February 14, 2004

Argentina flagUp early again this morning, at 6:30 am, but only to photograph sunrise on Monte FitzRoy. Yes, it was clear again, so we gathered up the cameras and headed down to the edge of the river. After a few minutes we noticed that we could get a better view by climbing a small embankment a bit farther upstream. Another early-rising photographer there told us that yesterday’s sunrise had been cloudy, so we were doubly lucky: we had clear sunrises yesterday and today.

The sun rose about 6:50 am, turning the granite mountains pink, the colour becoming more intense as time passed. After a while we decided it wasn’t going to change any more, so we headed back to bed. The morning air was quite chilly so it was nice to crawl back into the sleeping bags.

Upon rising at a more civilized hour (nearly 10 am), we had our usual breakfast and set out on a short hike to visit Glaciar Piedras Blancas. This had been recommended to us by the American woman we had been talking to while watching the sunrise. We followed the Río Blanco downstream for nearly an hour, watching it get wider. Then we turned uphill and started through a field of granite boulders (the “white stones” after which the glacier was named). Some of the boulders was car-sized or house-sized, and our boulder-hopping skills were a bit rusty, which made the stream crossing a bit difficult. However after a few minutes we were beside the lake at the foot of the glacier, with the usual complement of icebergs floating in it.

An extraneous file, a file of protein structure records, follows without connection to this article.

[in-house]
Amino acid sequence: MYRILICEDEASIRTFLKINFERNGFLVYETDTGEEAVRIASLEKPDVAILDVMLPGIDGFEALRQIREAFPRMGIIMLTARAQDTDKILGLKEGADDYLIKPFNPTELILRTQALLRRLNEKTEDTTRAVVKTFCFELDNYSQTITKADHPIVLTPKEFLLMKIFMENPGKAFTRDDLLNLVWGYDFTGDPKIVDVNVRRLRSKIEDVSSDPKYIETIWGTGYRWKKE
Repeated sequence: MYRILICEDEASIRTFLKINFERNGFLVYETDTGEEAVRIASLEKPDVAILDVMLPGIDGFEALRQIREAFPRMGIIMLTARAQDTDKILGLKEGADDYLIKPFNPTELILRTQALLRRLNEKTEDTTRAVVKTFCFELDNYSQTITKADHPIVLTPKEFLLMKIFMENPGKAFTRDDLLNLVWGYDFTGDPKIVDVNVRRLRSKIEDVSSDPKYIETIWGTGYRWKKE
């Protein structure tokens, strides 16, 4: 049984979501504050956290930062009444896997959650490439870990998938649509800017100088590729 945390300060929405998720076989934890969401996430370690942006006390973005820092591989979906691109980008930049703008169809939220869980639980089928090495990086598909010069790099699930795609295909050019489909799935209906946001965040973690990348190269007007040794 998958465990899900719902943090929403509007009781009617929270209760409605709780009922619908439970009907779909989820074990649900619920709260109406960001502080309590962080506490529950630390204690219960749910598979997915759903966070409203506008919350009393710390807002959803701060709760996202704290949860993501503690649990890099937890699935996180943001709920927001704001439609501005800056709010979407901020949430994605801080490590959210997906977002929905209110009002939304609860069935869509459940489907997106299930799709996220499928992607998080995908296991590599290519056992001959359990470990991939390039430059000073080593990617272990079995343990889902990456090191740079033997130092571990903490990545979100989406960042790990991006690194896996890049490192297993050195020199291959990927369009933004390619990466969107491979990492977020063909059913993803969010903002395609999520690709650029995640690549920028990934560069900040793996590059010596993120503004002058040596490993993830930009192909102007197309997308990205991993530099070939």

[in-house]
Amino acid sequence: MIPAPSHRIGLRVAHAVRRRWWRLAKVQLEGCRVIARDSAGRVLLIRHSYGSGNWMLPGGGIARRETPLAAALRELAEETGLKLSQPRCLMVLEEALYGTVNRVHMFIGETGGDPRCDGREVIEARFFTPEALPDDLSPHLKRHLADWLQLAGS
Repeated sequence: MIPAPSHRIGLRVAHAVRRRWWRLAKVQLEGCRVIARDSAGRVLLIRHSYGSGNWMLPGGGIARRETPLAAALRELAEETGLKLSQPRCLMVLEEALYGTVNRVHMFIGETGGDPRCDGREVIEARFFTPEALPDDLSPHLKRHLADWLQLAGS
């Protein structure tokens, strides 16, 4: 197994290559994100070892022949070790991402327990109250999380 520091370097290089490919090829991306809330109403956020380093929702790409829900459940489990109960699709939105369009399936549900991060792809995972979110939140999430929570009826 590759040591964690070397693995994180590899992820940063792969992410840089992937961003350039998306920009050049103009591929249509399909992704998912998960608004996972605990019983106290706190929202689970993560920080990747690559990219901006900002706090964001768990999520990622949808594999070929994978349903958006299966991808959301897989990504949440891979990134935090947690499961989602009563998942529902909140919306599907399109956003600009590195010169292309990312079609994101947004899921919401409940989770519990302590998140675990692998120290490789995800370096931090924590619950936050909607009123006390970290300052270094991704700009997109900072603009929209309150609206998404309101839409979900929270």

The views were really nice, but we soon decided to head back upriver to the campground for lunch. The return trip didn’t take long and soon we were having our usual lunch of crackers and jam.

After lunch we packed up camp and headed back to El Chaltén. The weather for the hike back was very hot, as it had been for the last several days, and so we were quite tired when we finally got back. We set up camp in a somewhat protected location at Campamento Madsen, the free campground at the north end of town, and set off down the main street (named San Martin following Argentinian custom) looking for ice cream. We didn’t find any, so we continued all the way down to the park information centre, to see if they had a bird list for the park. They didn’t have one either, so finally we settled for going to a little supermarket and buying some tomatoes and some dessert to go with our dinner.

Just as we were finishing dinner, Rosemary said, “Up there in that tree, is that a lump on the branch or is it an owl?” Paul got out the binoculars and yes, it was an Austral Pygmy-Owl. It sat there for quite some time, just looking around, and didn’t seem to mind when we walked up and tried to photograph it.

After that, we had to get rid of our remaining white gas, because tomorrow we fly off to Bariloche and it can’t go on the airplane. Down at the far end of the campground Paul found a Welshman who was cycling from Buenos Aires to Lima via all parts of South America, and he was pleased to take it off our hands. We also encountered a young couple from Jasper who were travelling around South America for several months, and talked to them for a while.

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